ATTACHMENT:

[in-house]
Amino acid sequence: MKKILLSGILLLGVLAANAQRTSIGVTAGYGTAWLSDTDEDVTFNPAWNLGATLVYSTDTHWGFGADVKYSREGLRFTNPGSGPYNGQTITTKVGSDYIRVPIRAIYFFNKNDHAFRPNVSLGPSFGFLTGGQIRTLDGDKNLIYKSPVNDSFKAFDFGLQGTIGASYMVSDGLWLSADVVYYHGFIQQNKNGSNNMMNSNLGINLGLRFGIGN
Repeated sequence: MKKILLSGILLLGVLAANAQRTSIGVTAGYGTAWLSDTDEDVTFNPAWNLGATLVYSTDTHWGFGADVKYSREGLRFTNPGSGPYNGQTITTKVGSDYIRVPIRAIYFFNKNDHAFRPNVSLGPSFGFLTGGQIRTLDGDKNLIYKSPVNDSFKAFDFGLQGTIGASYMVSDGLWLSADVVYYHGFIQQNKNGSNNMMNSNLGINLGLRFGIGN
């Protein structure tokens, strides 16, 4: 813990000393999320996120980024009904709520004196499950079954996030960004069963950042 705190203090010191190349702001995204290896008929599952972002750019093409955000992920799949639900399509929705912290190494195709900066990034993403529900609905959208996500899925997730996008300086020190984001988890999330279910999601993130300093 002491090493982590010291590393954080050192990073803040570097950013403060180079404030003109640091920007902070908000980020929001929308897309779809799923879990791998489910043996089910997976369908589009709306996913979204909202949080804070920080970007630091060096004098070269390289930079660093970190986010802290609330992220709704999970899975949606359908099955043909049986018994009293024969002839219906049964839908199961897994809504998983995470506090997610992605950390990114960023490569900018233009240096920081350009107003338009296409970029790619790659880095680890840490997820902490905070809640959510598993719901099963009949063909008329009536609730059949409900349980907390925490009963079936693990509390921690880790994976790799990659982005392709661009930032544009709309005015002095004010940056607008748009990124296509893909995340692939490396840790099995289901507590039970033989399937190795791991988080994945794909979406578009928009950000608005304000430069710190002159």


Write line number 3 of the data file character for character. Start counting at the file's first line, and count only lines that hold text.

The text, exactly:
Repeated sequence: MKKILLSGILLLGVLAANAQRTSIGVTAGYGTAWLSDTDEDVTFNPAWNLGATLVYSTDTHWGFGADVKYSREGLRFTNPGSGPYNGQTITTKVGSDYIRVPIRAIYFFNKNDHAFRPNVSLGPSFGFLTGGQIRTLDGDKNLIYKSPVNDSFKAFDFGLQGTIGASYMVSDGLWLSADVVYYHGFIQQNKNGSNNMMNSNLGINLGLRFGIGN